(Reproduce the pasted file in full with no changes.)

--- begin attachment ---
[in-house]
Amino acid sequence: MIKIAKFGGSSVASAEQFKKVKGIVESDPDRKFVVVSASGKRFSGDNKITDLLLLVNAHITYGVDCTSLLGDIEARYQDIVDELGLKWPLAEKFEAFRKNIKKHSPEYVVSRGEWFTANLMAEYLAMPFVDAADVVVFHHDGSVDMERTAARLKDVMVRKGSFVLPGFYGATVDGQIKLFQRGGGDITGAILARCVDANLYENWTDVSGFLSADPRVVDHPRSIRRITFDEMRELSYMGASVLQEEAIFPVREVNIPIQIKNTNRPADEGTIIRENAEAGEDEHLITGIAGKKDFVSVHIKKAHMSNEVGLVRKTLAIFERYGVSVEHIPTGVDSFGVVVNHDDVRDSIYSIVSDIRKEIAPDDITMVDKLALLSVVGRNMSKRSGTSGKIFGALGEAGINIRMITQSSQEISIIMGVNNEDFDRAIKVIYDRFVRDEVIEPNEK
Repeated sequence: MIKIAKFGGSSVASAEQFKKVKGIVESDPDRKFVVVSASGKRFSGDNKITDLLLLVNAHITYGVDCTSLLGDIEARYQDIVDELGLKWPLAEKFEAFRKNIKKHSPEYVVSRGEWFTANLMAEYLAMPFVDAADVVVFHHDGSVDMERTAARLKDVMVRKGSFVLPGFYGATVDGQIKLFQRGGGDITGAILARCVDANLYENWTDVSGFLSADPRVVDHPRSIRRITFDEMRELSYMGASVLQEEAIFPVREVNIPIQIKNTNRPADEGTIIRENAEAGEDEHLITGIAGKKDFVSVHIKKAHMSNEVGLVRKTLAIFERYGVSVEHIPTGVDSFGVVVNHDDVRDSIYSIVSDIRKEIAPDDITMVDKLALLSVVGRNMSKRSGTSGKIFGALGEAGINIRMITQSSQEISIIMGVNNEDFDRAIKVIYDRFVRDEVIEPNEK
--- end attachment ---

[in-house]
Amino acid sequence: MIKIAKFGGSSVASAEQFKKVKGIVESDPDRKFVVVSASGKRFSGDNKITDLLLLVNAHITYGVDCTSLLGDIEARYQDIVDELGLKWPLAEKFEAFRKNIKKHSPEYVVSRGEWFTANLMAEYLAMPFVDAADVVVFHHDGSVDMERTAARLKDVMVRKGSFVLPGFYGATVDGQIKLFQRGGGDITGAILARCVDANLYENWTDVSGFLSADPRVVDHPRSIRRITFDEMRELSYMGASVLQEEAIFPVREVNIPIQIKNTNRPADEGTIIRENAEAGEDEHLITGIAGKKDFVSVHIKKAHMSNEVGLVRKTLAIFERYGVSVEHIPTGVDSFGVVVNHDDVRDSIYSIVSDIRKEIAPDDITMVDKLALLSVVGRNMSKRSGTSGKIFGALGEAGINIRMITQSSQEISIIMGVNNEDFDRAIKVIYDRFVRDEVIEPNEK
Repeated sequence: MIKIAKFGGSSVASAEQFKKVKGIVESDPDRKFVVVSASGKRFSGDNKITDLLLLVNAHITYGVDCTSLLGDIEARYQDIVDELGLKWPLAEKFEAFRKNIKKHSPEYVVSRGEWFTANLMAEYLAMPFVDAADVVVFHHDGSVDMERTAARLKDVMVRKGSFVLPGFYGATVDGQIKLFQRGGGDITGAILARCVDANLYENWTDVSGFLSADPRVVDHPRSIRRITFDEMRELSYMGASVLQEEAIFPVREVNIPIQIKNTNRPADEGTIIRENAEAGEDEHLITGIAGKKDFVSVHIKKAHMSNEVGLVRKTLAIFERYGVSVEHIPTGVDSFGVVVNHDDVRDSIYSIVSDIRKEIAPDDITMVDKLALLSVVGRNMSKRSGTSGKIFGALGEAGINIRMITQSSQEISIIMGVNNEDFDRAIKVIYDRFVRDEVIEPNEK